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Editorial: Bold actions needed to save the planet

  • Youth climate change activist Greta Thunberg speaks at a House Foreign Affairs Committee subcommittee hearing on climate change on Wednesday in Washington. AP

Published: 9/19/2019 7:00:20 AM
Modified: 9/19/2019 7:00:09 AM

Tomorrow, there will be a global strike to protest grossly insufficient governmental action to slow the climate change that threatens the future of civilization. Millions of young people destined to inherit a hotter planet bereft of many of its life forms are expected to take to the streets. At least eight strike events will be held in New Hampshire, including one at the State House in Concord.

The global strike was ignited by Greta Thunberg, a 16-year-old Swedish girl with Asperger’s syndrome who’s been described as the Joan of Arc of climate change. She is blunt in the way of children voicing truths.

Testifying before Congress earlier this week, Thunberg said: “Please save your praise. We don’t want it. Don’t invite us here to just tell us how inspiring we are without actually doing anything about it because it doesn’t lead to anything. . . I know you are trying but just not hard enough. Sorry.”

Also this week, Monitor columnist David Brooks wrote about how, for decades, he has tried to do all he can as an individual to minimize his impact on the planet only to realize that scrupulous recycling and other efforts are inconsequential when balanced against the damage one coal-fired power plant creates in a few hours.

“When seeking solutions to wide-ranging problems like climate change, I have come to realize that individual action is not only insufficient but can be an actual obstacle to tackling the issue,” Brooks wrote.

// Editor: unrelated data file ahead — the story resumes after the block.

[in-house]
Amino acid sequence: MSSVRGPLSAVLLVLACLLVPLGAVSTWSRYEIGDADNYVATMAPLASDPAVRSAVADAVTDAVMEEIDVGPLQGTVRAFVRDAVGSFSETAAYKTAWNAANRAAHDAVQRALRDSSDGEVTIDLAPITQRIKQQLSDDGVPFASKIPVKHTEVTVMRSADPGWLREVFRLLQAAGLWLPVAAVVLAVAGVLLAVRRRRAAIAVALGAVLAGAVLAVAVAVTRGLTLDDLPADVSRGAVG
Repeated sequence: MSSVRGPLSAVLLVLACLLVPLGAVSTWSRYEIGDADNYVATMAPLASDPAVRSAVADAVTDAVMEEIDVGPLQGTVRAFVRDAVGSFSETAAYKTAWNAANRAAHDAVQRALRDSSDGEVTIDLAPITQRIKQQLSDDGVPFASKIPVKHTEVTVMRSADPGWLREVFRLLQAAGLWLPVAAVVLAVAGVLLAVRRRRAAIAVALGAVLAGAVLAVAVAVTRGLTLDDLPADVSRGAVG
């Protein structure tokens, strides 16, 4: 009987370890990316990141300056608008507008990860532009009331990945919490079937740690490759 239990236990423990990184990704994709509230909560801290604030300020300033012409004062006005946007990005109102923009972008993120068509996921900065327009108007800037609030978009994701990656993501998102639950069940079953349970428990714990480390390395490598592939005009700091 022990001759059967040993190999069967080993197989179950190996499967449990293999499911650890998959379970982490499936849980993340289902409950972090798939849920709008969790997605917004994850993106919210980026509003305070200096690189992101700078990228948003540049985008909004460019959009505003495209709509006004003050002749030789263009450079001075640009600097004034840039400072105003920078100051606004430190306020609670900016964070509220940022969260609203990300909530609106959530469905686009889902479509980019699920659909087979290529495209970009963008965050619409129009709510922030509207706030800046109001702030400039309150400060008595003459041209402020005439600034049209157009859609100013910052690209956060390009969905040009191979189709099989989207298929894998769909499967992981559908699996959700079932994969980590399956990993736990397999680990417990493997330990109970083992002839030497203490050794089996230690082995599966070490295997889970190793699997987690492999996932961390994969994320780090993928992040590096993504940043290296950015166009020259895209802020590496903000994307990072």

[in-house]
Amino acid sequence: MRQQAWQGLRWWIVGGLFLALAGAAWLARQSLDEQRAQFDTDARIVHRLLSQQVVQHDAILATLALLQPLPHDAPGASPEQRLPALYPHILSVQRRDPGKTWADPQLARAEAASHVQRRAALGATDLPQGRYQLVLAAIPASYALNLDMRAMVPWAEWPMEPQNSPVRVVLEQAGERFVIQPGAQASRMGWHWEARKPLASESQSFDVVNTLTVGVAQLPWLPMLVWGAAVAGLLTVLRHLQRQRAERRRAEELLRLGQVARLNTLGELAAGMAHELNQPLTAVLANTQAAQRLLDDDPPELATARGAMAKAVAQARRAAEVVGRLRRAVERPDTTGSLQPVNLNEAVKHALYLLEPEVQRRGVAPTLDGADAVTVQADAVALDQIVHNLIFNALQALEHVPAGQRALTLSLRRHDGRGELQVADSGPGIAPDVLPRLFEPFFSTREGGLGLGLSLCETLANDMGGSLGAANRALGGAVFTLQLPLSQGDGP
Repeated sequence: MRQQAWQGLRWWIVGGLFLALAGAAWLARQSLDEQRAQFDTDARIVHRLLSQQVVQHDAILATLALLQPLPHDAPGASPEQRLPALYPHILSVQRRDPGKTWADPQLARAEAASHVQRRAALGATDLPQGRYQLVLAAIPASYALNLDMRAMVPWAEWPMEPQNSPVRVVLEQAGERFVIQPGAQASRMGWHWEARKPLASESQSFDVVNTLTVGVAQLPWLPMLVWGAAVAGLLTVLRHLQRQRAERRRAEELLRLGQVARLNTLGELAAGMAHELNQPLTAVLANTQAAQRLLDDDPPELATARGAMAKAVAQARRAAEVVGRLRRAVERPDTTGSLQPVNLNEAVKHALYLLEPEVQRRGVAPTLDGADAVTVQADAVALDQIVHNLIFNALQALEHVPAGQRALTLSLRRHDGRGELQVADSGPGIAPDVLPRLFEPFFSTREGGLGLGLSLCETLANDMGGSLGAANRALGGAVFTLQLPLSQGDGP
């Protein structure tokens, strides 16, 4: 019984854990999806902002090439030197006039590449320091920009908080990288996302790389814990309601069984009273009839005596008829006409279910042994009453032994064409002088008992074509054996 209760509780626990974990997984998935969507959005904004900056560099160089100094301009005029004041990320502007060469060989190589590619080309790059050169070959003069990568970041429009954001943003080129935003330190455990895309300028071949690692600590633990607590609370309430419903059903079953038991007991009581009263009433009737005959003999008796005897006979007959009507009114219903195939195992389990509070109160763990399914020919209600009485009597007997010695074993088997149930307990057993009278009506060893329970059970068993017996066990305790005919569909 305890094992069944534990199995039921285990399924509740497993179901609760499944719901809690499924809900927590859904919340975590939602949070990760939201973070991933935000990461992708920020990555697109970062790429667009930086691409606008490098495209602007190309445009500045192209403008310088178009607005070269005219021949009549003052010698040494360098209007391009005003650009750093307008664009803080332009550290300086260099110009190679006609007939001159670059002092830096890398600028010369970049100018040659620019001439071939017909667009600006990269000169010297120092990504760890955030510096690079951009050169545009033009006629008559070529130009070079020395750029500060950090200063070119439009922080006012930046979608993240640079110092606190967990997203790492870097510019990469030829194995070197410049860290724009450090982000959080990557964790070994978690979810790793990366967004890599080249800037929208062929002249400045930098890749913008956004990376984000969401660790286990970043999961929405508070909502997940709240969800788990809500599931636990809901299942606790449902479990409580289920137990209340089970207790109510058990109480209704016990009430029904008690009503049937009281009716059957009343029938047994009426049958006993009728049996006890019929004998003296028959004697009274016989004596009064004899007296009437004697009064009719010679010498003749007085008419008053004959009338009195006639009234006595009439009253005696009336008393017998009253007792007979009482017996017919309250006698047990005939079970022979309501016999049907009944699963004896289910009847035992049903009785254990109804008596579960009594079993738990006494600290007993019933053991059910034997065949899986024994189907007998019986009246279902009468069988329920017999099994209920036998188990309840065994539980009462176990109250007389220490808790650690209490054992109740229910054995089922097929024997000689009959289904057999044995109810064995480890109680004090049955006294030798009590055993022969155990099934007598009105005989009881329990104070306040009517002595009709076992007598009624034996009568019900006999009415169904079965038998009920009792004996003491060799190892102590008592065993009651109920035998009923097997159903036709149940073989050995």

“Twelve years left to save the planet” has become an oft-misunderstood battle cry. It doesn’t mean that 2030 will bring a tipping point beyond which life as we know it on the planet will be impossible. It does mean that if a monumental effort to stem carbon dioxide emissions isn’t made, the world’s nations could fail to limit global warming to 2.7 degrees Fahrenheit. That’s the point beyond which most scientists agree potentially irreparable harm will occur and a significant portion of the planet could become uninhabitable.

The actions needed to avert that fate are not being taken, nor, in some quarters, even being taken seriously. That’s true of the Oval Office and the headquarters of Republican lawmakers, who support the president’s rollback of environmental regulations and have stymied climate progress on every front.

Individual actions on the “every little bit helps” principle won’t put a dent in the problem. The only hope lies in political action that could unite all nations in an effort to undo the harm the burning of fossil fuels has wrought.

So, with the bluntness of Thunberg, after decades of sounding the alarm, we believe that the best way to combat climate change is to oust President Trump and every Republican in Congress. Not one of them, with the dubious exception of Sen. Susan Collins of Maine, when judged by their track record on climate change legislation deserves re-election. They have rejected American leadership in the fight to combat climate change. They are mired in the tar pits of energy policy past. They must be replaced by candidates who will respond to the alarm that Thunberg and the world’s youth will sound tomorrow.

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